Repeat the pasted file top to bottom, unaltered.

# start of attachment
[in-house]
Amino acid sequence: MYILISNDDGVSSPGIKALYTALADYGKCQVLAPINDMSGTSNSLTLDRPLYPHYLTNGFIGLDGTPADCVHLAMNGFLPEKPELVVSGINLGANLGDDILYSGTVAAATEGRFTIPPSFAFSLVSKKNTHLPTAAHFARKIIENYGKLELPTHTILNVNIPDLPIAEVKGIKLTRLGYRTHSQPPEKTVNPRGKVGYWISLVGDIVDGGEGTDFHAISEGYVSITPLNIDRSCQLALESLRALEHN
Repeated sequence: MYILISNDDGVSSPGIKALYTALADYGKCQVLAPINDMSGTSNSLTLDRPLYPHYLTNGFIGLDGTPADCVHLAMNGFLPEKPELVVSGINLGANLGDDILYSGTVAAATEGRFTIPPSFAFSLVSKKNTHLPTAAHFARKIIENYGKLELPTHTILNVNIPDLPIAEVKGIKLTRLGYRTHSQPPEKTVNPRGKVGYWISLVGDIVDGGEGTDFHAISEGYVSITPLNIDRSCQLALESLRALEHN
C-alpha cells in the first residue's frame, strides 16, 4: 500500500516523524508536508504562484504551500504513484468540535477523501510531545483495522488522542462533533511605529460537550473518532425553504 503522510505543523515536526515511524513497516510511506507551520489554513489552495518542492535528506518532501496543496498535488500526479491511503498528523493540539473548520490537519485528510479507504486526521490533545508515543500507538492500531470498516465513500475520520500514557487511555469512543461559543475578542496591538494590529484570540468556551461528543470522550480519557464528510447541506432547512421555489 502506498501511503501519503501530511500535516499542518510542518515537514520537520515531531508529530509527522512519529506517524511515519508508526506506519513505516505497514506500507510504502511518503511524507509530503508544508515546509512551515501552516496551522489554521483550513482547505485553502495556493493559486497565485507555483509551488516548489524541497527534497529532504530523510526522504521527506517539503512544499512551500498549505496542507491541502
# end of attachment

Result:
[in-house]
Amino acid sequence: MYILISNDDGVSSPGIKALYTALADYGKCQVLAPINDMSGTSNSLTLDRPLYPHYLTNGFIGLDGTPADCVHLAMNGFLPEKPELVVSGINLGANLGDDILYSGTVAAATEGRFTIPPSFAFSLVSKKNTHLPTAAHFARKIIENYGKLELPTHTILNVNIPDLPIAEVKGIKLTRLGYRTHSQPPEKTVNPRGKVGYWISLVGDIVDGGEGTDFHAISEGYVSITPLNIDRSCQLALESLRALEHN
Repeated sequence: MYILISNDDGVSSPGIKALYTALADYGKCQVLAPINDMSGTSNSLTLDRPLYPHYLTNGFIGLDGTPADCVHLAMNGFLPEKPELVVSGINLGANLGDDILYSGTVAAATEGRFTIPPSFAFSLVSKKNTHLPTAAHFARKIIENYGKLELPTHTILNVNIPDLPIAEVKGIKLTRLGYRTHSQPPEKTVNPRGKVGYWISLVGDIVDGGEGTDFHAISEGYVSITPLNIDRSCQLALESLRALEHN
C-alpha cells in the first residue's frame, strides 16, 4: 500500500516523524508536508504562484504551500504513484468540535477523501510531545483495522488522542462533533511605529460537550473518532425553504 503522510505543523515536526515511524513497516510511506507551520489554513489552495518542492535528506518532501496543496498535488500526479491511503498528523493540539473548520490537519485528510479507504486526521490533545508515543500507538492500531470498516465513500475520520500514557487511555469512543461559543475578542496591538494590529484570540468556551461528543470522550480519557464528510447541506432547512421555489 502506498501511503501519503501530511500535516499542518510542518515537514520537520515531531508529530509527522512519529506517524511515519508508526506506519513505516505497514506500507510504502511518503511524507509530503508544508515546509512551515501552516496551522489554521483550513482547505485553502495556493493559486497565485507555483509551488516548489524541497527534497529532504530523510526522504521527506517539503512544499512551500498549505496542507491541502